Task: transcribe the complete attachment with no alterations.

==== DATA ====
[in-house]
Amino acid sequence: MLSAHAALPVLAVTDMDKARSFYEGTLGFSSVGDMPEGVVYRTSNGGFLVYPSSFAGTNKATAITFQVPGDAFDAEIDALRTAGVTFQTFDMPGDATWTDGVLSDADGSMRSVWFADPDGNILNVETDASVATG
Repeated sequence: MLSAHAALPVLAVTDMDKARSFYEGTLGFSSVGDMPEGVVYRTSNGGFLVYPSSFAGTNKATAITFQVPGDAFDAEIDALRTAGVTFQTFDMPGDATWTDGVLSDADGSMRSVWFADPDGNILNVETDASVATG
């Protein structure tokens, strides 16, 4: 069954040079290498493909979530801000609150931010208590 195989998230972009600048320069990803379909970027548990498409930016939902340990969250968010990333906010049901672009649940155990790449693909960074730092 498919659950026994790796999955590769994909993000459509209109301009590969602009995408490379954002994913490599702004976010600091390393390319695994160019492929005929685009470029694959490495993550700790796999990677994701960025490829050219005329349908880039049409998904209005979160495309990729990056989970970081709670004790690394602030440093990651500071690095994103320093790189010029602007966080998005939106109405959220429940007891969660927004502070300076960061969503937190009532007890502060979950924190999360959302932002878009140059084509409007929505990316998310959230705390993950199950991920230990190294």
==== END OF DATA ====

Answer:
[in-house]
Amino acid sequence: MLSAHAALPVLAVTDMDKARSFYEGTLGFSSVGDMPEGVVYRTSNGGFLVYPSSFAGTNKATAITFQVPGDAFDAEIDALRTAGVTFQTFDMPGDATWTDGVLSDADGSMRSVWFADPDGNILNVETDASVATG
Repeated sequence: MLSAHAALPVLAVTDMDKARSFYEGTLGFSSVGDMPEGVVYRTSNGGFLVYPSSFAGTNKATAITFQVPGDAFDAEIDALRTAGVTFQTFDMPGDATWTDGVLSDADGSMRSVWFADPDGNILNVETDASVATG
């Protein structure tokens, strides 16, 4: 069954040079290498493909979530801000609150931010208590 195989998230972009600048320069990803379909970027548990498409930016939902340990969250968010990333906010049901672009649940155990790449693909960074730092 498919659950026994790796999955590769994909993000459509209109301009590969602009995408490379954002994913490599702004976010600091390393390319695994160019492929005929685009470029694959490495993550700790796999990677994701960025490829050219005329349908880039049409998904209005979160495309990729990056989970970081709670004790690394602030440093990651500071690095994103320093790189010029602007966080998005939106109405959220429940007891969660927004502070300076960061969503937190009532007890502060979950924190999360959302932002878009140059084509409007929505990316998310959230705390993950199950991920230990190294």